As we approach the end of the year, and office staff excitedly start discussing Christmas Parties, and the John Lewis advert has started showing on television, we poignantly start to consider what happened during 2018, and more worryingly…where do the year go?
From an automotive perspective, the biggest noticable discussion point is possibly around that of new car sales. With the exception of an excellent August, new car sales were generally pretty poor during the year, and most down, like for like, on 2017. The exception to this, of course, was the sale of electric and hybrid vehicles which have continued to see sales growth, month on month.
The fall in new cars sales could be down to 2 main factors. A recent tightening of emissions rules, and the dreaded B word. It remains to see what will happen at the time of writing, politically, for Brexit, but one thing is for sure, and that is that many people are worried. Very worried about 2019, and the implications that a hard, soft, or no Brexit deal main bring.
It’s also plausible of course to consider that the fall in new car sales is perhaps because the quality of cars have improved to such a point now, that owners are needing, or wanting to change cars less often.
It wasn’t just car sales that were talked about this year though of course. The MOT was again changed in May whereby ‘defect types’ were introduced, so the seriousness of a defect could be categorised. This change seems to have been made with relatively little uproar, possibly because it was seen as a sensible move by the Department of Transport. But, undeniably the most positively received change to MOT’s this year was the scrapping of MOT’s on cars over 40 years old. Considering 40 years takes us back, currently, to the late 1970’s, that means vehicles like older Porsche 924’s, some VW Golfs, Mk3 Cortina’s and many Austin Allegro’s suddenly now don’t need an annual ticket. A relief, for sure, to many classic or retro car owners!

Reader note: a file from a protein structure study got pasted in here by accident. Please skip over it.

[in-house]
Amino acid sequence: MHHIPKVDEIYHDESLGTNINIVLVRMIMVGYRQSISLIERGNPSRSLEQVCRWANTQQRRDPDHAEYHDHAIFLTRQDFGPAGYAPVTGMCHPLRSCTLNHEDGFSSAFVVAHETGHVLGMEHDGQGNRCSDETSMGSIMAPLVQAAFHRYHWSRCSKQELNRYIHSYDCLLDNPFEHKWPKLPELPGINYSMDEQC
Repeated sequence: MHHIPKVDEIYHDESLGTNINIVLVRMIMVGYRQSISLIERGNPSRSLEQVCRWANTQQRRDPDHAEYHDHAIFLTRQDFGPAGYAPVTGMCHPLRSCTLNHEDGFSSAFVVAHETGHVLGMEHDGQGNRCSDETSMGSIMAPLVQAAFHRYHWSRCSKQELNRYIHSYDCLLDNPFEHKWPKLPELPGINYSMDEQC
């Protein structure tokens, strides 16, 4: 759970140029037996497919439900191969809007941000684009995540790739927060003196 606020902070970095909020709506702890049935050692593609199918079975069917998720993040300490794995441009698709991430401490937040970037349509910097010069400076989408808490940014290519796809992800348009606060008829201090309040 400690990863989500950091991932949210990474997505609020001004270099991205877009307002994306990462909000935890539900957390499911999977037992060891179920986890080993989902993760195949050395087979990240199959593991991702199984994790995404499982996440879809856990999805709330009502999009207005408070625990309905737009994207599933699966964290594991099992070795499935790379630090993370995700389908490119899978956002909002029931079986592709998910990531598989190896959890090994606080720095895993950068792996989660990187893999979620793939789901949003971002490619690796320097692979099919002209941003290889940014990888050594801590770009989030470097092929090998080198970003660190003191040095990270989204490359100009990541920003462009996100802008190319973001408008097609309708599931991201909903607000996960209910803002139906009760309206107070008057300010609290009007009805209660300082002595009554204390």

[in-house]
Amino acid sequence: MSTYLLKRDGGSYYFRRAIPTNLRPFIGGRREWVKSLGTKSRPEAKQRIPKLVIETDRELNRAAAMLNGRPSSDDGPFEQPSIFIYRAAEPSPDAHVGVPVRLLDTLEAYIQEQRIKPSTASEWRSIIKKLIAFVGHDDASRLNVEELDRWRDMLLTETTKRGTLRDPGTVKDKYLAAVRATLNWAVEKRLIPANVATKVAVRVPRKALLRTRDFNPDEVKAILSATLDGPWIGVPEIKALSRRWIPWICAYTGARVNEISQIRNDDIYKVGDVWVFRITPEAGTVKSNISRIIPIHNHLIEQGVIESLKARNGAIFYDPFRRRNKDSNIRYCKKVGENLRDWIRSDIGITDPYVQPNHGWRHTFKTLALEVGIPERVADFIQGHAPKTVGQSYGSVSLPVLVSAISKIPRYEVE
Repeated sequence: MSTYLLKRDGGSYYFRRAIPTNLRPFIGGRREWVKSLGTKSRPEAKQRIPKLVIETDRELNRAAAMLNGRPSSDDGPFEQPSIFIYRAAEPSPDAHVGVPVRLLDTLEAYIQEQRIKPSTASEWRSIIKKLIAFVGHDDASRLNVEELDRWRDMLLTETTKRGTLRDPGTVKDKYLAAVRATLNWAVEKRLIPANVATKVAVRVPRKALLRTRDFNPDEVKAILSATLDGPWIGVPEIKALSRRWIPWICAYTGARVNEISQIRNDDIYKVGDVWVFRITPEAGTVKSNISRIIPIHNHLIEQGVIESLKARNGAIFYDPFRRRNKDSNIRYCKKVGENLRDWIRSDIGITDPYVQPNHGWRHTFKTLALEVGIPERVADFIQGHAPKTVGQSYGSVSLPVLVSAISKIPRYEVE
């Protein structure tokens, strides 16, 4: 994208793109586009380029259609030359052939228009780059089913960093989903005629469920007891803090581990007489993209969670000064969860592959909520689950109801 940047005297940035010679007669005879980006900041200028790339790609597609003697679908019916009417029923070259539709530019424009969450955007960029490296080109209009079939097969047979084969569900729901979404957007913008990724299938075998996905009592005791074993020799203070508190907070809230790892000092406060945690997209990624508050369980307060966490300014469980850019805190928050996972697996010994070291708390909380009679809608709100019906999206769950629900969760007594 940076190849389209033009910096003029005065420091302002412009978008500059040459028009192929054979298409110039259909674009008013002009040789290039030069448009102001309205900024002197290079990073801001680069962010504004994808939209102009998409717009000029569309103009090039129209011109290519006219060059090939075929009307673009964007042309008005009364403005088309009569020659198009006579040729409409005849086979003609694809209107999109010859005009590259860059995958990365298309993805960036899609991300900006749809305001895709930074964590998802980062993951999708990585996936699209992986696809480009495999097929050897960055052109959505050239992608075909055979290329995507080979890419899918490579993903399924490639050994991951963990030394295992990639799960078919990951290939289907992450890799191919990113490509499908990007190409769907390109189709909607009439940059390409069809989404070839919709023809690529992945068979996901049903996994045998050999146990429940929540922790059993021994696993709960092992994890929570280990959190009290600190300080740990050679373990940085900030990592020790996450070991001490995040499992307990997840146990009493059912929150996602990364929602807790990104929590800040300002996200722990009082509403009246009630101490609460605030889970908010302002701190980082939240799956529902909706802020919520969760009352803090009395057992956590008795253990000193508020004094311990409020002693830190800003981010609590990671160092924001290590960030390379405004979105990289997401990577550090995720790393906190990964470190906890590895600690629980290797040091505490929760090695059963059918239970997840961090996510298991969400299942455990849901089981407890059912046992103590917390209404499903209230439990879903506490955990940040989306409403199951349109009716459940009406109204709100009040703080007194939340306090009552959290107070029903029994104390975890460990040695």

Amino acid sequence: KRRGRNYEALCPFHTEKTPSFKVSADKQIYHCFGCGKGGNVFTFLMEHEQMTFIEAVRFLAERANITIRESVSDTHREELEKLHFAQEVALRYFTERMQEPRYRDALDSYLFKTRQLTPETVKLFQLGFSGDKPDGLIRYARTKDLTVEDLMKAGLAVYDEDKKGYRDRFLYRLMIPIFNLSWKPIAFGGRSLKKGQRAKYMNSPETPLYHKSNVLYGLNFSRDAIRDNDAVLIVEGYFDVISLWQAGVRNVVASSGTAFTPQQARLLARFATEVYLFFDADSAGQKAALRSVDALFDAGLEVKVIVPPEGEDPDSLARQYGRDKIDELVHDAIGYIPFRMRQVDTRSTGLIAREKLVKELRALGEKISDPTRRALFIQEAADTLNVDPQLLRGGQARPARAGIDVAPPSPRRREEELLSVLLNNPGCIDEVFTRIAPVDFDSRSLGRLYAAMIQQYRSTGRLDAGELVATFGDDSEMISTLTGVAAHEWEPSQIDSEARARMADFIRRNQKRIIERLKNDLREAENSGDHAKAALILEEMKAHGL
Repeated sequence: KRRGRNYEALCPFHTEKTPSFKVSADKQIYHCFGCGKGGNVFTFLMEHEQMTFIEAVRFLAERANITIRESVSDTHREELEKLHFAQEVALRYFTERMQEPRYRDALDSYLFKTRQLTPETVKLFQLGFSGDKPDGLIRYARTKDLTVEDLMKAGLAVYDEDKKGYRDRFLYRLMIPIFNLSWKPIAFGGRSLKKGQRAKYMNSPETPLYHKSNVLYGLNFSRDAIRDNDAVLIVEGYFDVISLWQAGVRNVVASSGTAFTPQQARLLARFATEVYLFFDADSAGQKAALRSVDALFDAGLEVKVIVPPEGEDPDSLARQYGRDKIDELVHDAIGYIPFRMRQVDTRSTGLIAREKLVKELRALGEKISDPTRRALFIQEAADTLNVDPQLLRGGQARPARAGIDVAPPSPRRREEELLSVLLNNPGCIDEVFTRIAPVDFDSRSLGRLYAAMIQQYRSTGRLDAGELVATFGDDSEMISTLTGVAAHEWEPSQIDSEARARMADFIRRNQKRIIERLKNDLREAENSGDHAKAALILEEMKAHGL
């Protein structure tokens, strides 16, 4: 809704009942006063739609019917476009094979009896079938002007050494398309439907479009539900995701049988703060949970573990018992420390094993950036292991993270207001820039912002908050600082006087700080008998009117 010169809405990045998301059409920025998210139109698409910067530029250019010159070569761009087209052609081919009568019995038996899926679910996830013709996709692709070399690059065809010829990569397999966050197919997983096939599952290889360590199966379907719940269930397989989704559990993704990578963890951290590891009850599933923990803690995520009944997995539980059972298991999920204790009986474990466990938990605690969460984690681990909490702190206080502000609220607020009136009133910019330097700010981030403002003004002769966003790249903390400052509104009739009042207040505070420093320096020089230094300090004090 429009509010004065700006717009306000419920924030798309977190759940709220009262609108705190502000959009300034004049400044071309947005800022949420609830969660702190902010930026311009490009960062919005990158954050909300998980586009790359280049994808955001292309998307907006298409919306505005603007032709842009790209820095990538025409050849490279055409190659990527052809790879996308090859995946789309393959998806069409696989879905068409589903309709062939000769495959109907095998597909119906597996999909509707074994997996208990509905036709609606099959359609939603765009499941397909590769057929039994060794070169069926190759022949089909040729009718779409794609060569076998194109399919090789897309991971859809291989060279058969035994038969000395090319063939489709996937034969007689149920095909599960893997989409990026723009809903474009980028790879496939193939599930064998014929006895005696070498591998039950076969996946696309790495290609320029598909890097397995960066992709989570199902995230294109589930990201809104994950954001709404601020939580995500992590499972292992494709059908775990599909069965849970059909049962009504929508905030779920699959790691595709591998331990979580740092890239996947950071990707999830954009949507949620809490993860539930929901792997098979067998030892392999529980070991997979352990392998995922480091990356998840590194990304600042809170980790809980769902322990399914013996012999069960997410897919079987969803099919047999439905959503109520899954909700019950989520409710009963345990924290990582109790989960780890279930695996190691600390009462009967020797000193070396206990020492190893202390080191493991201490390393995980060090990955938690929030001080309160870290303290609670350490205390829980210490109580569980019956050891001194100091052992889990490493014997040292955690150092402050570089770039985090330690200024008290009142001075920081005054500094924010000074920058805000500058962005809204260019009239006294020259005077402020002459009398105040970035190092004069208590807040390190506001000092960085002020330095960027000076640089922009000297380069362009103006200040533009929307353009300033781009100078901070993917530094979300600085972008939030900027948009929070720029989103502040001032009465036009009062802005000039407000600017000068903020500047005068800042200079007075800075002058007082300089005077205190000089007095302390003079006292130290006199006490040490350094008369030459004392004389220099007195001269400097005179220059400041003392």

Finally, as the year nears an end, we also look at what 2019 has in store. The elephant in the room must surely be Brexit, because at the time of writing, little is known for sure how, or if, a pan-Euro customs agreement will take place. If we suffer a hard Brexit there’s a statistical chance that cars imported from overseas could suddenly be taxed at a much higher rate. Of course, a customs agreement or no-Brexit deal, could see prices stay more or less at the same level as now. Fuel too could be affected. But, electric vehicles could still feasibly be expected to show sales growth regardless.